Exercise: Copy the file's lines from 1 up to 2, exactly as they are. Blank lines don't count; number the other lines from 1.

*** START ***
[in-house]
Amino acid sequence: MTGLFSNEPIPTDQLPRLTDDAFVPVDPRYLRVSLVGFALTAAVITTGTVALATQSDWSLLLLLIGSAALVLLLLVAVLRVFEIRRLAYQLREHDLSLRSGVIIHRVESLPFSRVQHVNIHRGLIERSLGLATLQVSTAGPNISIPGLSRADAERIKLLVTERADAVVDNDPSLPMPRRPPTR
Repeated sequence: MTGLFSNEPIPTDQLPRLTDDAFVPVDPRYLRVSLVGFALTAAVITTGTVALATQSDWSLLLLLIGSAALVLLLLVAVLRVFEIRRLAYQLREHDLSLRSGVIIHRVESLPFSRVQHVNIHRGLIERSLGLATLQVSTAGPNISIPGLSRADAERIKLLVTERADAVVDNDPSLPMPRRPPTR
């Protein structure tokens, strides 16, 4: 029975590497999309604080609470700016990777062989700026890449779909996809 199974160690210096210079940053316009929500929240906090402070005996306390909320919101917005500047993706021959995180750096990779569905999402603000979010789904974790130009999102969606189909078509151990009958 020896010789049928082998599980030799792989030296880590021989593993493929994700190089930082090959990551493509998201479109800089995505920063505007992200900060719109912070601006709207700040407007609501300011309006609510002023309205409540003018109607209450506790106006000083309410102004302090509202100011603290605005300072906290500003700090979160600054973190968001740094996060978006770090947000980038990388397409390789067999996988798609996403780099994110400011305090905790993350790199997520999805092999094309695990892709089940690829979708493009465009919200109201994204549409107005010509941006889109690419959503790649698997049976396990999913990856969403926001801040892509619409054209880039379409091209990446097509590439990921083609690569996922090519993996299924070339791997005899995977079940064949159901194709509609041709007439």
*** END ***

[in-house]
Amino acid sequence: MTGLFSNEPIPTDQLPRLTDDAFVPVDPRYLRVSLVGFALTAAVITTGTVALATQSDWSLLLLLIGSAALVLLLLVAVLRVFEIRRLAYQLREHDLSLRSGVIIHRVESLPFSRVQHVNIHRGLIERSLGLATLQVSTAGPNISIPGLSRADAERIKLLVTERADAVVDNDPSLPMPRRPPTR